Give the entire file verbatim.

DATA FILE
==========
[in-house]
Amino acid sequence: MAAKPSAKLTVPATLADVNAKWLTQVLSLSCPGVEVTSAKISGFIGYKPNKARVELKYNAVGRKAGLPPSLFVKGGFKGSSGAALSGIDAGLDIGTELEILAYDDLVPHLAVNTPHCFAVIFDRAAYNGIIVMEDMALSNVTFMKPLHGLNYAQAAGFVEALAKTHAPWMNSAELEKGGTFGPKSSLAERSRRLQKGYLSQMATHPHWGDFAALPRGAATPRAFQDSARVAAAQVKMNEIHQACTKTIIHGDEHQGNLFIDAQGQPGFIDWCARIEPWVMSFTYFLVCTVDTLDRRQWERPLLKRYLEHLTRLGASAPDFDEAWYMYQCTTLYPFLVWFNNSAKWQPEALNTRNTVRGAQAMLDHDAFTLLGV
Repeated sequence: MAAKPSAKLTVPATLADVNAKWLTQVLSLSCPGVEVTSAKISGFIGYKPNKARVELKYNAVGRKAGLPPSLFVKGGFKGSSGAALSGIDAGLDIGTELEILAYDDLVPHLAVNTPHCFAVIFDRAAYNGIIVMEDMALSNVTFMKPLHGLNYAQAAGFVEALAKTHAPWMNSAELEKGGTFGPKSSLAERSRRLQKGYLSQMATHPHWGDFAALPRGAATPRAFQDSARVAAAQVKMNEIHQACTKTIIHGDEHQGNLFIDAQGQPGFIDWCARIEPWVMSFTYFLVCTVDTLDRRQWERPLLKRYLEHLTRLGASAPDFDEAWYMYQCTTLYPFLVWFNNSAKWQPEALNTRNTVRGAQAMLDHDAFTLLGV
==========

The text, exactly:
[in-house]
Amino acid sequence: MAAKPSAKLTVPATLADVNAKWLTQVLSLSCPGVEVTSAKISGFIGYKPNKARVELKYNAVGRKAGLPPSLFVKGGFKGSSGAALSGIDAGLDIGTELEILAYDDLVPHLAVNTPHCFAVIFDRAAYNGIIVMEDMALSNVTFMKPLHGLNYAQAAGFVEALAKTHAPWMNSAELEKGGTFGPKSSLAERSRRLQKGYLSQMATHPHWGDFAALPRGAATPRAFQDSARVAAAQVKMNEIHQACTKTIIHGDEHQGNLFIDAQGQPGFIDWCARIEPWVMSFTYFLVCTVDTLDRRQWERPLLKRYLEHLTRLGASAPDFDEAWYMYQCTTLYPFLVWFNNSAKWQPEALNTRNTVRGAQAMLDHDAFTLLGV
Repeated sequence: MAAKPSAKLTVPATLADVNAKWLTQVLSLSCPGVEVTSAKISGFIGYKPNKARVELKYNAVGRKAGLPPSLFVKGGFKGSSGAALSGIDAGLDIGTELEILAYDDLVPHLAVNTPHCFAVIFDRAAYNGIIVMEDMALSNVTFMKPLHGLNYAQAAGFVEALAKTHAPWMNSAELEKGGTFGPKSSLAERSRRLQKGYLSQMATHPHWGDFAALPRGAATPRAFQDSARVAAAQVKMNEIHQACTKTIIHGDEHQGNLFIDAQGQPGFIDWCARIEPWVMSFTYFLVCTVDTLDRRQWERPLLKRYLEHLTRLGASAPDFDEAWYMYQCTTLYPFLVWFNNSAKWQPEALNTRNTVRGAQAMLDHDAFTLLGV